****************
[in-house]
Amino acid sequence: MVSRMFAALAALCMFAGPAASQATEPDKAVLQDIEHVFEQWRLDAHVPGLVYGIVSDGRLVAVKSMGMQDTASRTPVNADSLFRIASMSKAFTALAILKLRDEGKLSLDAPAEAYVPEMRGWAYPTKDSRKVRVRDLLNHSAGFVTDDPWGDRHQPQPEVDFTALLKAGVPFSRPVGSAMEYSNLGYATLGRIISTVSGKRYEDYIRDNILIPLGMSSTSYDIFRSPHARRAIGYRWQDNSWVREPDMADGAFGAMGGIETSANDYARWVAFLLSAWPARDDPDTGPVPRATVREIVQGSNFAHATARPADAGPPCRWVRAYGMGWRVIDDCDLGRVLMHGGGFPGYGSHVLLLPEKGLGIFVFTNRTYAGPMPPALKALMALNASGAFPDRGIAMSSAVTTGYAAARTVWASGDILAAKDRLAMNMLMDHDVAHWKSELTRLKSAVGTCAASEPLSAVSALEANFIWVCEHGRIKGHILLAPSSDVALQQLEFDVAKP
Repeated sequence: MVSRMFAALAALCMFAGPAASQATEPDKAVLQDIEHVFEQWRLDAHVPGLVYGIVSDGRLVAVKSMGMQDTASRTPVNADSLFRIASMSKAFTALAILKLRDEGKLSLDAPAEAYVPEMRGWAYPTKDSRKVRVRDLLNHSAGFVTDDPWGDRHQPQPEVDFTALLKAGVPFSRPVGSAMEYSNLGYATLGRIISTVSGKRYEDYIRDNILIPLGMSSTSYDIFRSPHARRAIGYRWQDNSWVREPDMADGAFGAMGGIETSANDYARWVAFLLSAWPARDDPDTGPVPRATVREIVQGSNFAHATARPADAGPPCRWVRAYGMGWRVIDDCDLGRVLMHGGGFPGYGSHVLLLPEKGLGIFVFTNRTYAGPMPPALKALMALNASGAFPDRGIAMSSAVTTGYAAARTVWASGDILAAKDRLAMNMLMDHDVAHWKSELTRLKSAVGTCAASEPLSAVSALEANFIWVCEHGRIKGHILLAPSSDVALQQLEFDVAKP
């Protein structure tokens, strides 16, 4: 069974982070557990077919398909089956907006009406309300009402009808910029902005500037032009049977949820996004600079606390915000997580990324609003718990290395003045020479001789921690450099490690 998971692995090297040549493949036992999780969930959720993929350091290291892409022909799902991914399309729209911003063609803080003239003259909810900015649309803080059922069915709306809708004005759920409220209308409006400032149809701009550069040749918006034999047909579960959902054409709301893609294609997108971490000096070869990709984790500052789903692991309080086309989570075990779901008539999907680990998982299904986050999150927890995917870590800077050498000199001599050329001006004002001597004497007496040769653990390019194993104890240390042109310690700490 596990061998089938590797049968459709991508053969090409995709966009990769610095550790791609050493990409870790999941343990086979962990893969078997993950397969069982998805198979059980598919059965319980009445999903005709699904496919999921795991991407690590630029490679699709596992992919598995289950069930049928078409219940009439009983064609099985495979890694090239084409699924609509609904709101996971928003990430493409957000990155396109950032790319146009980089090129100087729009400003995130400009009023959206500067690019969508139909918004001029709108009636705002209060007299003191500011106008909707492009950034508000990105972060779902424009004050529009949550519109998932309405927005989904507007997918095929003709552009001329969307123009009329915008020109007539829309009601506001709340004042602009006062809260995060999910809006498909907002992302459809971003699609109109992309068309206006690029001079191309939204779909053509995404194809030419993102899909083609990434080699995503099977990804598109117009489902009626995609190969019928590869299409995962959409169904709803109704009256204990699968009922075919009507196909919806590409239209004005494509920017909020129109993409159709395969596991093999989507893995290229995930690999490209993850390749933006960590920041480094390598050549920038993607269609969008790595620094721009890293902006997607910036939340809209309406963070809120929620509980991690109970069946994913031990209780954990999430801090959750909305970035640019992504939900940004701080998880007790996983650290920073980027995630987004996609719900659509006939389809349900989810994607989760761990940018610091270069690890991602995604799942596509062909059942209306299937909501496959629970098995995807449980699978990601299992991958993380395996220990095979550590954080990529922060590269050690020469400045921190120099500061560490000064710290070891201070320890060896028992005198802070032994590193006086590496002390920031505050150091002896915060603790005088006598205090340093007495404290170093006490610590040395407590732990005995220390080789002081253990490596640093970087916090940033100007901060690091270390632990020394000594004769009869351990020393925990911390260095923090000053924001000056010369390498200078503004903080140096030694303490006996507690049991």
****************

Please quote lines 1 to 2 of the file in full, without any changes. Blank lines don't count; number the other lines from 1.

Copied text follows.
[in-house]
Amino acid sequence: MVSRMFAALAALCMFAGPAASQATEPDKAVLQDIEHVFEQWRLDAHVPGLVYGIVSDGRLVAVKSMGMQDTASRTPVNADSLFRIASMSKAFTALAILKLRDEGKLSLDAPAEAYVPEMRGWAYPTKDSRKVRVRDLLNHSAGFVTDDPWGDRHQPQPEVDFTALLKAGVPFSRPVGSAMEYSNLGYATLGRIISTVSGKRYEDYIRDNILIPLGMSSTSYDIFRSPHARRAIGYRWQDNSWVREPDMADGAFGAMGGIETSANDYARWVAFLLSAWPARDDPDTGPVPRATVREIVQGSNFAHATARPADAGPPCRWVRAYGMGWRVIDDCDLGRVLMHGGGFPGYGSHVLLLPEKGLGIFVFTNRTYAGPMPPALKALMALNASGAFPDRGIAMSSAVTTGYAAARTVWASGDILAAKDRLAMNMLMDHDVAHWKSELTRLKSAVGTCAASEPLSAVSALEANFIWVCEHGRIKGHILLAPSSDVALQQLEFDVAKP